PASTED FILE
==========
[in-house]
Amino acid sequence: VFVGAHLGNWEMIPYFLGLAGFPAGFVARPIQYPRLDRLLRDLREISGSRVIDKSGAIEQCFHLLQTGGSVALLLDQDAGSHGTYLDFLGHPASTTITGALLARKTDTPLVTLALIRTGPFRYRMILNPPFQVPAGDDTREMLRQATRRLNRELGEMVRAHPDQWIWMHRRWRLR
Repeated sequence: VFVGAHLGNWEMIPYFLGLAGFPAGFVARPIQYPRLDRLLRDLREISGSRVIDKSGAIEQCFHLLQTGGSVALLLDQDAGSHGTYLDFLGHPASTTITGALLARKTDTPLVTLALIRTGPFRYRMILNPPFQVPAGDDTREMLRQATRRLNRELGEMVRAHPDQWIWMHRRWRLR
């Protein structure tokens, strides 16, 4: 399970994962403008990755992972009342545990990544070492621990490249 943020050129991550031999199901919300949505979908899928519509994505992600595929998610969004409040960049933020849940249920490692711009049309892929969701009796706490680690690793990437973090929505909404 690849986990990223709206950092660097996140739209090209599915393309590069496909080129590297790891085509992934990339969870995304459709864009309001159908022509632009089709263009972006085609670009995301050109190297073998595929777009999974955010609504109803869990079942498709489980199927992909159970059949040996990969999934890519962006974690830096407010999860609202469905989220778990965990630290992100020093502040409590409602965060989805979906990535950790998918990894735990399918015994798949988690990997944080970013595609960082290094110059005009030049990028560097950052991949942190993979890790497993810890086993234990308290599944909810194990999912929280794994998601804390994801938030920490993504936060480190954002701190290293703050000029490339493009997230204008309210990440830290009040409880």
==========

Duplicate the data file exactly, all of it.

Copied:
[in-house]
Amino acid sequence: VFVGAHLGNWEMIPYFLGLAGFPAGFVARPIQYPRLDRLLRDLREISGSRVIDKSGAIEQCFHLLQTGGSVALLLDQDAGSHGTYLDFLGHPASTTITGALLARKTDTPLVTLALIRTGPFRYRMILNPPFQVPAGDDTREMLRQATRRLNRELGEMVRAHPDQWIWMHRRWRLR
Repeated sequence: VFVGAHLGNWEMIPYFLGLAGFPAGFVARPIQYPRLDRLLRDLREISGSRVIDKSGAIEQCFHLLQTGGSVALLLDQDAGSHGTYLDFLGHPASTTITGALLARKTDTPLVTLALIRTGPFRYRMILNPPFQVPAGDDTREMLRQATRRLNRELGEMVRAHPDQWIWMHRRWRLR
């Protein structure tokens, strides 16, 4: 399970994962403008990755992972009342545990990544070492621990490249 943020050129991550031999199901919300949505979908899928519509994505992600595929998610969004409040960049933020849940249920490692711009049309892929969701009796706490680690690793990437973090929505909404 690849986990990223709206950092660097996140739209090209599915393309590069496909080129590297790891085509992934990339969870995304459709864009309001159908022509632009089709263009972006085609670009995301050109190297073998595929777009999974955010609504109803869990079942498709489980199927992909159970059949040996990969999934890519962006974690830096407010999860609202469905989220778990965990630290992100020093502040409590409602965060989805979906990535950790998918990894735990399918015994798949988690990997944080970013595609960082290094110059005009030049990028560097950052991949942190993979890790497993810890086993234990308290599944909810194990999912929280794994998601804390994801938030920490993504936060480190954002701190290293703050000029490339493009997230204008309210990440830290009040409880």